MBALE – President Museveni has proposed amendment of the Constitution to deny bail application for capital offence suspects.
The proposed ban is being pushed by Mr Museveni who has in the past months criticized the granting of bail to persons accused of capital offences pending determination of their cases.
Prime Minister Robinah Nabanja while speaking during the Kampala Archdiocesan day celebrations at Lubaga Cathedral 1 November also asked religious leaders and other Ugandans to support President Museveni’s proposal to deny bail for people accused of capital offenses.
President Museveni has on several occasions renewed his unpopular debate on scrapping of bail in which he seeks to make it hard for judges to release suspects of capital offenses on bail before at least serving 180 days of remand.
According to Museveni granting bail is a provocation which will not be accepted and he gave examples of people who were killed by mob justice in Arua and in Gomba, saying that when courts give bail on capital offenses, societies become hopeless and start killing people who are charged with such crimes.
For quite some time there has been a wide outcry about the way the president is making his demands, wants them supported and amended by parliament before drafting them into law.
He has proposed the amendment to Article 23(6) (b) of the Constitution to provide that a person accused of committing an offence tri-able by both the High Court and subordinate courts, shall not be granted bail until after 180 days or trial commencement, or when the Director of Public Prosecutions (DPP) discontinues proceedings.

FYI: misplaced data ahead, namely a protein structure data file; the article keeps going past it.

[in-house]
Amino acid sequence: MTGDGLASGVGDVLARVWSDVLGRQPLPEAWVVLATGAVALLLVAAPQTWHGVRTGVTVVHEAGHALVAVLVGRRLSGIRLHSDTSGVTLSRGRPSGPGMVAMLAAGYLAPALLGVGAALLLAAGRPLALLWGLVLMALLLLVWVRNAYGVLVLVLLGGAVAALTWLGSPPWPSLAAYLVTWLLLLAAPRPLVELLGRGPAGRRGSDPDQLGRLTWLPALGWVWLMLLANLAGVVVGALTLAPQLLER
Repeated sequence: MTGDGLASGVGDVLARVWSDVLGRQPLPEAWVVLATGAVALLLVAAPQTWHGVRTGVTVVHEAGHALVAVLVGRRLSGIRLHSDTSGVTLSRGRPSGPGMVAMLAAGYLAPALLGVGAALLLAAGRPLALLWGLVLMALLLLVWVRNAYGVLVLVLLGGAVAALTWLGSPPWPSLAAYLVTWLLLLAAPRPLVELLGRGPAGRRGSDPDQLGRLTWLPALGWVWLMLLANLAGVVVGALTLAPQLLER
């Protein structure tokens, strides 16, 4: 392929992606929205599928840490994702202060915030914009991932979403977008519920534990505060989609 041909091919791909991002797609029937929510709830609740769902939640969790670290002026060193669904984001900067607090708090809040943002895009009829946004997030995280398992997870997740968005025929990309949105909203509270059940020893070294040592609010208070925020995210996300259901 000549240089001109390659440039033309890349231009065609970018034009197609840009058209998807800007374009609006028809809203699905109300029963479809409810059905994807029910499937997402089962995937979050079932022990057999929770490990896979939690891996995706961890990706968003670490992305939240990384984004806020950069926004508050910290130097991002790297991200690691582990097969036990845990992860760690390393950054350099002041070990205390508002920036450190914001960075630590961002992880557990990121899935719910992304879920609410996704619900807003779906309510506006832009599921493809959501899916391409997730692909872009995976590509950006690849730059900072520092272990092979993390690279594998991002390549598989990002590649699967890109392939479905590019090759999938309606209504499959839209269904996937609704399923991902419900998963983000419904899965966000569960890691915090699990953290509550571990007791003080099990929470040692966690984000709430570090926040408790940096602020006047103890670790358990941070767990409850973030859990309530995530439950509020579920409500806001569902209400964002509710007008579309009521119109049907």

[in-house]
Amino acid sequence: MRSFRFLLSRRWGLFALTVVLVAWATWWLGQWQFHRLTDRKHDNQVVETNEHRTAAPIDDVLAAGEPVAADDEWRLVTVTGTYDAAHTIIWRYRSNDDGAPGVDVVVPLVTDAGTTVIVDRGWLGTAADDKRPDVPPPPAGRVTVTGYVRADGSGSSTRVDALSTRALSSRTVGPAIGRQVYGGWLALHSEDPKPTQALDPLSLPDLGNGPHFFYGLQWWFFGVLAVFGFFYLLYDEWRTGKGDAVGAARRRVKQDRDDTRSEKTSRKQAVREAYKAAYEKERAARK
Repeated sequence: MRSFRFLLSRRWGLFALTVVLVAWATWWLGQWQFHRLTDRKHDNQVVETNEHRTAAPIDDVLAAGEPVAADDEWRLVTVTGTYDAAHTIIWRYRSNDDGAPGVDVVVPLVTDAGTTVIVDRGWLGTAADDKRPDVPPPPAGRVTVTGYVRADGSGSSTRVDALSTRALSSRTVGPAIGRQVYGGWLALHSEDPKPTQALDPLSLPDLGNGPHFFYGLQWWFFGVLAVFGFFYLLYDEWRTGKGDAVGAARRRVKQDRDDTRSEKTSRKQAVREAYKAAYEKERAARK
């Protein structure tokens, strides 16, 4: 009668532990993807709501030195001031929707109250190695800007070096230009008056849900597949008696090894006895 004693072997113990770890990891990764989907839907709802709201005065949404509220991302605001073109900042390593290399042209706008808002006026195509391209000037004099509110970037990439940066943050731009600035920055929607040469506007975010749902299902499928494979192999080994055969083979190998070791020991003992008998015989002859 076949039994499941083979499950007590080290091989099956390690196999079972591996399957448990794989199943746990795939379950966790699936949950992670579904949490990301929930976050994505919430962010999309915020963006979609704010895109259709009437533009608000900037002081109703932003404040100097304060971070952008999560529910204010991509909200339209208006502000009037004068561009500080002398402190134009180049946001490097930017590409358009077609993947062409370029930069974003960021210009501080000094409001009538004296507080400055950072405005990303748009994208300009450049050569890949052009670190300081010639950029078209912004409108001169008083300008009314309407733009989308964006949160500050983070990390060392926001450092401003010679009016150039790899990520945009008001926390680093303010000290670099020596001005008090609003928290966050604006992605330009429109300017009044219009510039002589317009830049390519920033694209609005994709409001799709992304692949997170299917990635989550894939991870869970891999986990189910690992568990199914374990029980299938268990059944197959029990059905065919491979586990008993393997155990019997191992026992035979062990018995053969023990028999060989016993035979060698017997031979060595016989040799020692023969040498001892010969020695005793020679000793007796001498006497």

Also proposed is an amendment to Article 23 (4) (b) and Section 25 of the Police Act, which requires a suspect to be released on police bond if not charged in court within 48 hours, to qualify the period as “forty-eight business hours”.
In his proposals President Museveni does not weigh the stiff bail conditions that are embedded in his proposal because they will not only see miscarriage of justice by our ‘learned friends’ but also gross abuse of the rights of the suspects.
Many a Ugandan are forced to wonder whether it is the same government that has always said that it shall abide by the constitution, respect the rule of law, uphold democracy and be a pro-people government.
This is the time to ask whether our leaders have knowledge of the constitutional provision of bail.
There could be people out there who are awash with excitement and are proclaiming on hilltops that government is right; “yes, the stiff bail conditions should be upheld.”
Only that, these are so short sighted to know that granting of bail is an automatic human right as provided for in the constitution and are unable to think that the same law could catch up with them in the near future.
When our ‘dear” politicians are serving a present system, they will pronounce anything to peddle selfish political interests without peering into the future to see what Uganda is likely to be after the present.
In traditional Bugisu society [Sironko] there was a parish chief called Anatoli Muloli who decreed that anybody who was arrested stealing or suspected to have stolen should be killed on spot.
Whereas his intention was to scare off the would be thieves, Mr. Muloli did not peer into the future to know that every human being is a potential suspect until he was arrested himself and stoned to death by a mob amidst pleas.